新世紀エヴァンゲリオン/Neon Genesis Evangelion

[Screenshot]Man. Neon Genesis Evangelion. It would be difficult to fully describe the influence this series has had. The best analogy perhaps is to Frank Miller’s The Dark Knight Returns. Both worked in a pretty timeworn corner of their particular medium (mecha anime, superhero comics). Both introduced an astonishing psychological depth to their characters which imbued the tired genre with new life. Both have been seminal influences on the shape of both their genre and medium for over a decade. And, finally, neither of them is actually all that good.

I’m not going to enumerate The Dark Knight Returns‘s flaws today; suffice it to say that it’s a slightly more nuanced version of the problems Frank Miller has exhibited since. Focusing on Eva, there are a lot of obvious places to poke holes: the navelgazey quality of episode 16, the simultaneously condescending and confusing explicit exposition, the occasional lapses in production quality, the ultimately empty coöption of Kabbalistic and Christian symbolism, the tremendously long stills, and of course the completely nonsensical final two episodes (I haven’t seen End of Evangelion yet, but it’s got to be better). It’s actually a fascinating study in production meltdown, since almost all of the series’ woes can be traced directly to one or both of Hideaki Anno’s depression or Gainax’s shaky finances. That doesn’t make it any better for the viewers, who frequently find themselves watching fifteen minutes of Anno sticking his hand up one or the other Ikari’s ass and using him as a puppet to espouse confused philosophical views (while his head hangs in shadow, to save on the expense of animating lips).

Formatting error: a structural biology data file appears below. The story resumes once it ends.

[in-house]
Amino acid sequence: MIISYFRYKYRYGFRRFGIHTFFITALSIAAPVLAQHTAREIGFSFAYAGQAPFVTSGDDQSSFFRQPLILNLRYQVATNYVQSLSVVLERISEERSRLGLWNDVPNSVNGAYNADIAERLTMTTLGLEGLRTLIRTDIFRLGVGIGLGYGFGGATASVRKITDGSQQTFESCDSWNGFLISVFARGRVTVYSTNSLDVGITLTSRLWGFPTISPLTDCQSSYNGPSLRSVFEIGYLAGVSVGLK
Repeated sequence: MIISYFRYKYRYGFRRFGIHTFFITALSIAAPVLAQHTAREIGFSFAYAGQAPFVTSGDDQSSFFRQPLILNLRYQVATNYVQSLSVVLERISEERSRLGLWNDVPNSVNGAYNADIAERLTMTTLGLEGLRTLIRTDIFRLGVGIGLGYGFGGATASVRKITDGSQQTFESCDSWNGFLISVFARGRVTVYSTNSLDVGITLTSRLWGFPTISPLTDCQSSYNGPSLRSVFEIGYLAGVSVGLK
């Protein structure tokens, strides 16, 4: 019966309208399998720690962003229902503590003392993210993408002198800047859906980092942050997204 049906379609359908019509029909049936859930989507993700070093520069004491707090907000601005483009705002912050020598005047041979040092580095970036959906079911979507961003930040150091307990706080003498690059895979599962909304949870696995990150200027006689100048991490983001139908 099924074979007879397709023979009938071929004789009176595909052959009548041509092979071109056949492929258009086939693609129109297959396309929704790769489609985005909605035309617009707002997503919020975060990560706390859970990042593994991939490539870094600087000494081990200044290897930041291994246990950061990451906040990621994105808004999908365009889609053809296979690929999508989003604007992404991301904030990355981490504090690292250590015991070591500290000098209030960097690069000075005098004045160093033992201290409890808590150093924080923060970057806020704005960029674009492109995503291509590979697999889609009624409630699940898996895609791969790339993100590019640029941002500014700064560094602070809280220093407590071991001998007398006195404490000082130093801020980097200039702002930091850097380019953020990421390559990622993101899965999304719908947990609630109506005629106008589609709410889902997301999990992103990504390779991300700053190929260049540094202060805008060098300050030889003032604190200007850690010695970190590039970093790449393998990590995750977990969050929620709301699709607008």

And yet, for all its obvious faults, Eva deserves its seminal status. It actually succeeded in its goal of telling a psychological story through the lens of a typical mecha story. If you filter out all the going on and on about Human Instrumentality and Lilith and Third Impact and suchlike, the underlying story’s an unrepentantly grim look at human interactions, delivered through fairly realistically fleshed out characters. There is actually a good story, and an extremely atypicaland daring story for a mecha series, hiding under this all, and it does seems to have induced an overall worthwhile change in anime.

See also: IMDB, Wikipedia, Anime News Network.

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About Jake
I'm a mathematics professor at the University of Louisville, and a geek.

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